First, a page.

In order to give an impetus to the ‘Housing for All by 2022’ mission, the budget of 2016 had inserted Section 80IBA in the Income Tax Act. The benefits to developers, for obtaining approvals for projects under this section, would have come to an end on March 31, 2019. The benefits under Section 80IBA were extended till March 31, 2020, in the Interim Budget 2019. The finance minister, while presenting the full-fledged budget, has proposed to change some of the conditions for availing of the benefits, with respect to the projects approved on or after September 1, 2019. Let us discuss the law, as applicable to projects approved before September 1, 2019 and those approved on or after this cut-off date.
The benefits available under Section 80IBA and time frame to claim them
All the projects approved and meeting the conditions prescribed under Section 80IBA, are entitled to claim a deduction of 100% of the profits, with respect to the project approved. This benefit is available, only if the concerned housing project has been approved between June 1, 2016 and March 31, 2020. The time period prescribed here, is applicable for obtaining the approvals for the project and not for commencement of the construction, or completion of construction for the project.
Conditions to be fulfilled, for availing of the benefit under Section 80IBA
There are certain conditions that the developer has to satisfy, for availing the benefit of 100% tax-free income. Some of the conditions prescribed for projects approved under this section, remain unchanged, irrespective of whether the project is approved before or after September 1, 2019:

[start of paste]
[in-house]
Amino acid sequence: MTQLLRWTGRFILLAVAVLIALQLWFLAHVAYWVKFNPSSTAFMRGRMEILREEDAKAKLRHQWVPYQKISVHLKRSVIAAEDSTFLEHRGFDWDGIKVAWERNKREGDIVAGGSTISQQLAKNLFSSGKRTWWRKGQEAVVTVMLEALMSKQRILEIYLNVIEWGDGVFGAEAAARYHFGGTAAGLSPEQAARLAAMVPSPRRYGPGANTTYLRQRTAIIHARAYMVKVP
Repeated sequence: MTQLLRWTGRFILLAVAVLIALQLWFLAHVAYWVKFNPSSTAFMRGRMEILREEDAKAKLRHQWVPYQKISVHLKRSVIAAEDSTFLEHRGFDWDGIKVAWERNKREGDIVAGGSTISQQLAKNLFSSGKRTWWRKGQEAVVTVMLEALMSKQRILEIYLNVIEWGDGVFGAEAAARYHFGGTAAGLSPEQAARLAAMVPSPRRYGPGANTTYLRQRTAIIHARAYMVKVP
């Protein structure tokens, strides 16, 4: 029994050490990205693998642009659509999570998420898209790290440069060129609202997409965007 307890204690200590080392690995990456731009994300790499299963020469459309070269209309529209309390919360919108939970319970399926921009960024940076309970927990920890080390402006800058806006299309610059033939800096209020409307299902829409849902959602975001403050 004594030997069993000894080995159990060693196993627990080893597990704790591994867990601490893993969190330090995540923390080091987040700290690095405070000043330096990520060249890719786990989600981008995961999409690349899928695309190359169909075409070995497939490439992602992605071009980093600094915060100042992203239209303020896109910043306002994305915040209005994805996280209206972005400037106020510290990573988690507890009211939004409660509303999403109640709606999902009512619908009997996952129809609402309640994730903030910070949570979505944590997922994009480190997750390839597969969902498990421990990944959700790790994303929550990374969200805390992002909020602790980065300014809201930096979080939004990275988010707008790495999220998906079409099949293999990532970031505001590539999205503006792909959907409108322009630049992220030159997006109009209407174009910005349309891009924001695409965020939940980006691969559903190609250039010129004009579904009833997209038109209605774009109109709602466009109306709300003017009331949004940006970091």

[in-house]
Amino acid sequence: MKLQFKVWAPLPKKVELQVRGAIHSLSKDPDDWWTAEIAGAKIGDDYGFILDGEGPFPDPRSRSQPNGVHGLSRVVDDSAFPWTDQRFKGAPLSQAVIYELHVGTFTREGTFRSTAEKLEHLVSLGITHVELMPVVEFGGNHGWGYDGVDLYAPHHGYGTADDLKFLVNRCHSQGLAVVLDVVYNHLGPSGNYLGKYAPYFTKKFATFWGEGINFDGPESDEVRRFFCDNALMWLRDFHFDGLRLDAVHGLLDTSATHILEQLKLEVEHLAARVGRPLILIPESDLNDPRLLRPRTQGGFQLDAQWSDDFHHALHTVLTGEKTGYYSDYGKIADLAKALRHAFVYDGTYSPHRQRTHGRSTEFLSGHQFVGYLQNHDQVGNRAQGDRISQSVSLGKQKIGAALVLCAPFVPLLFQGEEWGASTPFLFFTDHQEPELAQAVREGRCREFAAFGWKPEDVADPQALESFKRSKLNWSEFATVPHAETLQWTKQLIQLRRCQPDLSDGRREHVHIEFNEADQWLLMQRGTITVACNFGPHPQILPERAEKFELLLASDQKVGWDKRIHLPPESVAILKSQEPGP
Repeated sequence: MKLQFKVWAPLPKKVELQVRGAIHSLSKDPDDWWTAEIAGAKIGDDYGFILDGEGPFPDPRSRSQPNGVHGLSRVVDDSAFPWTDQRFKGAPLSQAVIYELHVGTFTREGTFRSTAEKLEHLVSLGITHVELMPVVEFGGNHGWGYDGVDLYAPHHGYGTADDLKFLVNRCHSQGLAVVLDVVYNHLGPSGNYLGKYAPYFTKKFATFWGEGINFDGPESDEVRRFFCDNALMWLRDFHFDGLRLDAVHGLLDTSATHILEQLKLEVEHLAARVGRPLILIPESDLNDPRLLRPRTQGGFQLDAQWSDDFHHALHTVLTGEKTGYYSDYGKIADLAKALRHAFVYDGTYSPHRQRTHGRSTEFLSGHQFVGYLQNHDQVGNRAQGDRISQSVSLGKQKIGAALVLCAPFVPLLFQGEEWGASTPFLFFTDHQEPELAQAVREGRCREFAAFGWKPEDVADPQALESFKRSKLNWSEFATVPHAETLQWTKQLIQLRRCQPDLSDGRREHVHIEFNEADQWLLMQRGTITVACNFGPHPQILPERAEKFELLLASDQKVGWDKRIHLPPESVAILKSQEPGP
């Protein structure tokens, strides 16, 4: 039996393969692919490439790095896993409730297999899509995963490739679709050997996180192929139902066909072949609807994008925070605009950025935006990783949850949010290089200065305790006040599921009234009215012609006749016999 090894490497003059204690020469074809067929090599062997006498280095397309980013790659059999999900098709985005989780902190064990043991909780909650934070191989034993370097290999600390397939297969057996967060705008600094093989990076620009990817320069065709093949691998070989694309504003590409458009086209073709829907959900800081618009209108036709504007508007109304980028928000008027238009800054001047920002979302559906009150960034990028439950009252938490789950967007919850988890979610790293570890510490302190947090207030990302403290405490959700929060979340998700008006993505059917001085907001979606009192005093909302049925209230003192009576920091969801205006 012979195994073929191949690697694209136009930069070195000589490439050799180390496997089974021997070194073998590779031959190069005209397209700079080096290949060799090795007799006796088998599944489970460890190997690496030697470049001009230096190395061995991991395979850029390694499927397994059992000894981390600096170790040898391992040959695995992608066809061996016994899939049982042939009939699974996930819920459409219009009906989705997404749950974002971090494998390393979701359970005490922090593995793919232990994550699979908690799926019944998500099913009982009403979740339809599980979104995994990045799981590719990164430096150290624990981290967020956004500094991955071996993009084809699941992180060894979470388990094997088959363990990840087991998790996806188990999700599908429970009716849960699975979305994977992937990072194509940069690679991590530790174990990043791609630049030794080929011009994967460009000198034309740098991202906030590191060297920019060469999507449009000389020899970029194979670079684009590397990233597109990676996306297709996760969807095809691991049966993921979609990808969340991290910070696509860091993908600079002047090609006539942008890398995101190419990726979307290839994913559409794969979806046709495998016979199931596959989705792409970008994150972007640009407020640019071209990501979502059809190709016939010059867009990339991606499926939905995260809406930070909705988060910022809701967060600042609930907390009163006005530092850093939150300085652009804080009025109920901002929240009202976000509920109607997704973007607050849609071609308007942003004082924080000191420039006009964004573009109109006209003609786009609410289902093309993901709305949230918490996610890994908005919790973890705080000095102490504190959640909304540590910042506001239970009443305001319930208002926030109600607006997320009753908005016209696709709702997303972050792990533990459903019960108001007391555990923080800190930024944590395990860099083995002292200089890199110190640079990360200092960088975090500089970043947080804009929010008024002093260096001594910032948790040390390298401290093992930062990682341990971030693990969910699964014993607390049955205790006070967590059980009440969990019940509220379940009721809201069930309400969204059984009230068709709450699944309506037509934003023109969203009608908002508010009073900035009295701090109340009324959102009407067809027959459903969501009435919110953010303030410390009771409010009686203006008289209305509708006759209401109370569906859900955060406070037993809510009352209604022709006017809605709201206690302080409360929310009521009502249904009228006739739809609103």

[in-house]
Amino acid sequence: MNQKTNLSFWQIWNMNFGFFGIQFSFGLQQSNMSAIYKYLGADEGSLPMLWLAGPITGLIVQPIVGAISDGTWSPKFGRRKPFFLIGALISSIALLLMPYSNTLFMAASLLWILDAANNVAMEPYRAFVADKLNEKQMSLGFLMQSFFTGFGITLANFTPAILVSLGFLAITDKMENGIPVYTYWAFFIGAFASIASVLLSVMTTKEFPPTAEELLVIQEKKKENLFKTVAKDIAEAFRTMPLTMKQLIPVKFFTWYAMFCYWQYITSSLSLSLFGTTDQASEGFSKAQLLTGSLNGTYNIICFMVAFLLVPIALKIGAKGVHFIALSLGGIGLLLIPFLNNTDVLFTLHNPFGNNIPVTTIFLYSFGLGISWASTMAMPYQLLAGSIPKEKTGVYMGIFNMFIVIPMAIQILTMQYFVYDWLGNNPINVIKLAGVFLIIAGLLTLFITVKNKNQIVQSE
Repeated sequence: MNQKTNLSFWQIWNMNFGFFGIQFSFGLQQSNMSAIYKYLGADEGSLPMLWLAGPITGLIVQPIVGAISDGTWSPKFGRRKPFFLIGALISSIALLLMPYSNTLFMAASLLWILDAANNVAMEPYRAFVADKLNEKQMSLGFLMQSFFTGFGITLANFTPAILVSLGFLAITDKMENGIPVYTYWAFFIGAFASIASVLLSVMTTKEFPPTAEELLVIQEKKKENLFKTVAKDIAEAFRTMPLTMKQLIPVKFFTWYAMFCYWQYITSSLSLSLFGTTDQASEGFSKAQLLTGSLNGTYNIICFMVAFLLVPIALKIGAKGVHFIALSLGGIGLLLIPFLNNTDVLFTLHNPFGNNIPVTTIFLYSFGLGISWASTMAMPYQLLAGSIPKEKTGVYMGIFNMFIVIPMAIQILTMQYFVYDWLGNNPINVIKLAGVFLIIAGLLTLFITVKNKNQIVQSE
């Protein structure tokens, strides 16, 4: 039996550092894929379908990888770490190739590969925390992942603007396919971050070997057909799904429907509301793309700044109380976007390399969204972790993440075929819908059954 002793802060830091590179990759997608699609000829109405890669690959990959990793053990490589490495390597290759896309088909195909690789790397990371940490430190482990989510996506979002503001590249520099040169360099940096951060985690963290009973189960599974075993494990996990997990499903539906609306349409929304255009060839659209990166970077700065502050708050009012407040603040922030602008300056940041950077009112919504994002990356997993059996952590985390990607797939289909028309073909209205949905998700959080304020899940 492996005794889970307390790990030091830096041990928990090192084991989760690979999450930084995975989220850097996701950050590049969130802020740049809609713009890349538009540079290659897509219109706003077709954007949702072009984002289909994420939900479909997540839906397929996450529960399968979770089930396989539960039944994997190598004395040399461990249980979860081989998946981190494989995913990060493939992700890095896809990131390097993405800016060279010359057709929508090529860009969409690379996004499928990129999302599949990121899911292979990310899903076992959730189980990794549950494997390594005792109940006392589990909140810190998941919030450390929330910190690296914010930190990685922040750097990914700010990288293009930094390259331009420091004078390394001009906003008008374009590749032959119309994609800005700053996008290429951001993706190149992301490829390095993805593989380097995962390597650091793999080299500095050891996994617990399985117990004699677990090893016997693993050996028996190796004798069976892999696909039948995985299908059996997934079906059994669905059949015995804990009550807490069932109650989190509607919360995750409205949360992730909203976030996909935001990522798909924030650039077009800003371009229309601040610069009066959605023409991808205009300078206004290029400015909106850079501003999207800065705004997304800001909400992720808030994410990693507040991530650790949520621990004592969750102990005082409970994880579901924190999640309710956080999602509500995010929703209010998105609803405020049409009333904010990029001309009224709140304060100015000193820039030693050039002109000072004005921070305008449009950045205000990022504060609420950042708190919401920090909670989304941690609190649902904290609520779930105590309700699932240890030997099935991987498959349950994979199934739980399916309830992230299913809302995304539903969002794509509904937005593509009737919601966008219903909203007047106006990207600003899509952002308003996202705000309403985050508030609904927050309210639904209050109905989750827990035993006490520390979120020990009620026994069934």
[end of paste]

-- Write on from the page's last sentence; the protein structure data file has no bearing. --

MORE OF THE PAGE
- The carpet area of the commercial establishment in the project, should not exceed 3% of the aggregate of carpet area of the project.
- The projects are required to be completed within five years, from the date of the approval of the authority concerned.
- The approval is deemed to have been granted when the plan is first approved, irrespective of the number of times the same has been revised later on.
- The project, for the purpose of availing of the benefits, is deemed to have been completed when the certificate of completion has been obtained in writing, from the approving authority of the area. So, if the developer is not able to obtain the completion certificate before completion of five years, he will not be entitled to this deduction and the deduction if any claimed in earlier years, shall be reversed and will become taxable in the year in which the period of five years expires.
- There can be only one project on the plot of land earmarked for the housing project.
- Only one flat can be allotted to one family comprising of the husband, wife and minor children.
- The developer has to maintain separate books of accounts for the housing project, for availing of the deduction under this section.
Proposed modifications to the conditions to be fulfilled, for availing of the benefit under Section 80IBA, for projects approved after September 1, 2019
However, certain conditions have been modified for projects approved after September 1, 2019, as compared to the conditions prescribed for projects approved before September 1, 2019. These relate to the area of the plot and area of the dwelling units to be constructed.
Area of the unit and plot